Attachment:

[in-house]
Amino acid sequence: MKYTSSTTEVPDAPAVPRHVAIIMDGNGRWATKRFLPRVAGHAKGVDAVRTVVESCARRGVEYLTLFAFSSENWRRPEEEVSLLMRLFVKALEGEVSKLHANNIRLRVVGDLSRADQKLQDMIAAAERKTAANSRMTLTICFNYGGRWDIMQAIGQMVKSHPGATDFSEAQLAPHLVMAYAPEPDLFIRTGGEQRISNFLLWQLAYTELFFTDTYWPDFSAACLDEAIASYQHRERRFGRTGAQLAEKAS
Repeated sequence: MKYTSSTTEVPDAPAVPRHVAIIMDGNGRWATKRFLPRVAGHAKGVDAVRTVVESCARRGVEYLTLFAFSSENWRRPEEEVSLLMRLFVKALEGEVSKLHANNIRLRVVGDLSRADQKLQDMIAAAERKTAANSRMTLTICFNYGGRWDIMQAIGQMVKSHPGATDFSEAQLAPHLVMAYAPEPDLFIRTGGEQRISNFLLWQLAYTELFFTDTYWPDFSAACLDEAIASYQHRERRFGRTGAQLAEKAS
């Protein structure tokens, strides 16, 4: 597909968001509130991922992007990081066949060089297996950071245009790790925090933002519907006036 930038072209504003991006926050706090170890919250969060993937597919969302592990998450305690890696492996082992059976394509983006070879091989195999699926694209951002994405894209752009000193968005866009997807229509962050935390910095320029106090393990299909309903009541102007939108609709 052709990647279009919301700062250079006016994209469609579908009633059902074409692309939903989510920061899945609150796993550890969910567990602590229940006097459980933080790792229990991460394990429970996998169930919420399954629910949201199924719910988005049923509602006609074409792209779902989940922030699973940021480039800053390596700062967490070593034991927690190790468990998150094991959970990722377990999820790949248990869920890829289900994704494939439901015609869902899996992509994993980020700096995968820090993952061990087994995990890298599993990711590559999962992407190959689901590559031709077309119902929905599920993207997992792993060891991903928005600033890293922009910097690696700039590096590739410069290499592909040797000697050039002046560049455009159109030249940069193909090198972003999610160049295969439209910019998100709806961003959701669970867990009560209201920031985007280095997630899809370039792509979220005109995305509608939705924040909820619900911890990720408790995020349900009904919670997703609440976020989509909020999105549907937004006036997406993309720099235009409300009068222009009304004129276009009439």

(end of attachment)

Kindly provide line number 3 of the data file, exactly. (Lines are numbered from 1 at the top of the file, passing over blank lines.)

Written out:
Repeated sequence: MKYTSSTTEVPDAPAVPRHVAIIMDGNGRWATKRFLPRVAGHAKGVDAVRTVVESCARRGVEYLTLFAFSSENWRRPEEEVSLLMRLFVKALEGEVSKLHANNIRLRVVGDLSRADQKLQDMIAAAERKTAANSRMTLTICFNYGGRWDIMQAIGQMVKSHPGATDFSEAQLAPHLVMAYAPEPDLFIRTGGEQRISNFLLWQLAYTELFFTDTYWPDFSAACLDEAIASYQHRERRFGRTGAQLAEKAS